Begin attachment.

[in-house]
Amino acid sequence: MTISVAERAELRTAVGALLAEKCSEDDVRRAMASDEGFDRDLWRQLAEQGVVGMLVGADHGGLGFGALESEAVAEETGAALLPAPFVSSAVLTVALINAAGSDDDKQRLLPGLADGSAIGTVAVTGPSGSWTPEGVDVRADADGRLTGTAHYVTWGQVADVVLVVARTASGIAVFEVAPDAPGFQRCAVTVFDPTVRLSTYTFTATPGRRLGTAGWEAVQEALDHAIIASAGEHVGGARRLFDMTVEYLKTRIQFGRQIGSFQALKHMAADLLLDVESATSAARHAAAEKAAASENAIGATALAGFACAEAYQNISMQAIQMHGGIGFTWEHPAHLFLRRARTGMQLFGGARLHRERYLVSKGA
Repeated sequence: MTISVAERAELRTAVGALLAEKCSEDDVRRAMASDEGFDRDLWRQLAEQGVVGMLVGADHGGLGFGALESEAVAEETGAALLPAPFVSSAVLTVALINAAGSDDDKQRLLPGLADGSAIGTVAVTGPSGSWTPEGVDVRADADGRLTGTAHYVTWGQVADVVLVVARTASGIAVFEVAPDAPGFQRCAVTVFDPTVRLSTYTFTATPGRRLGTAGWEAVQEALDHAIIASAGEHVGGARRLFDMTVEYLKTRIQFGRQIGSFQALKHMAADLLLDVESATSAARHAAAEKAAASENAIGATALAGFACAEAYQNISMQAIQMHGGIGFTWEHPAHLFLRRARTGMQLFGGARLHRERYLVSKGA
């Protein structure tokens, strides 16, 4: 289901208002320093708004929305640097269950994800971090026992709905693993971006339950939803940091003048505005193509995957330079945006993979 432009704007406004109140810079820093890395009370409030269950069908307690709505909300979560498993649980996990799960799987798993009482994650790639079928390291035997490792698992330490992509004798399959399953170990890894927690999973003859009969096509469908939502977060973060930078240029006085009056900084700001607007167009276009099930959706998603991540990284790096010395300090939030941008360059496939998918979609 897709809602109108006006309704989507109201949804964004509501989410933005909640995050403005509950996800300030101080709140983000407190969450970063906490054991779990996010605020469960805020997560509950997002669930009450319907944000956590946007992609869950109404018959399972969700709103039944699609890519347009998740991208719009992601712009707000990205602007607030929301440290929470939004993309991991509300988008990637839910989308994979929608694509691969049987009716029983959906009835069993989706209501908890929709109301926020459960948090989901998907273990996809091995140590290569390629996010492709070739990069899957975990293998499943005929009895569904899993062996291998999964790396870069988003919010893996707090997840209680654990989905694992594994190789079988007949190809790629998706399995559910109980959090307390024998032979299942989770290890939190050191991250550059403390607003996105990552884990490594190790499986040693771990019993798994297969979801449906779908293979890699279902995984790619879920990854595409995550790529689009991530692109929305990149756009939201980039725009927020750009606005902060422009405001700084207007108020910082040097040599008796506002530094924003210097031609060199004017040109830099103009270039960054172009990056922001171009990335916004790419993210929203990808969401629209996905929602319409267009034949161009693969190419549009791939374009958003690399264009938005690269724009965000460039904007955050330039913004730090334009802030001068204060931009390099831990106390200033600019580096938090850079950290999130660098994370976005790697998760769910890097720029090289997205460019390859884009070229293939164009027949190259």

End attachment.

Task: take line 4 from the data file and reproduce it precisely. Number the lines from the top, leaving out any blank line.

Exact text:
């Protein structure tokens, strides 16, 4: 289901208002320093708004929305640097269950994800971090026992709905693993971006339950939803940091003048505005193509995957330079945006993979 432009704007406004109140810079820093890395009370409030269950069908307690709505909300979560498993649980996990799960799987798993009482994650790639079928390291035997490792698992330490992509004798399959399953170990890894927690999973003859009969096509469908939502977060973060930078240029006085009056900084700001607007167009276009099930959706998603991540990284790096010395300090939030941008360059496939998918979609 897709809602109108006006309704989507109201949804964004509501989410933005909640995050403005509950996800300030101080709140983000407190969450970063906490054991779990996010605020469960805020997560509950997002669930009450319907944000956590946007992609869950109404018959399972969700709103039944699609890519347009998740991208719009992601712009707000990205602007607030929301440290929470939004993309991991509300988008990637839910989308994979929608694509691969049987009716029983959906009835069993989706209501908890929709109301926020459960948090989901998907273990996809091995140590290569390629996010492709070739990069899957975990293998499943005929009895569904899993062996291998999964790396870069988003919010893996707090997840209680654990989905694992594994190789079988007949190809790629998706399995559910109980959090307390024998032979299942989770290890939190050191991250550059403390607003996105990552884990490594190790499986040693771990019993798994297969979801449906779908293979890699279902995984790619879920990854595409995550790529689009991530692109929305990149756009939201980039725009927020750009606005902060422009405001700084207007108020910082040097040599008796506002530094924003210097031609060199004017040109830099103009270039960054172009990056922001171009990335916004790419993210929203990808969401629209996905929602319409267009034949161009693969190419549009791939374009958003690399264009938005690269724009965000460039904007955050330039913004730090334009802030001068204060931009390099831990106390200033600019580096938090850079950290999130660098994370976005790697998760769910890097720029090289997205460019390859884009070229293939164009027949190259």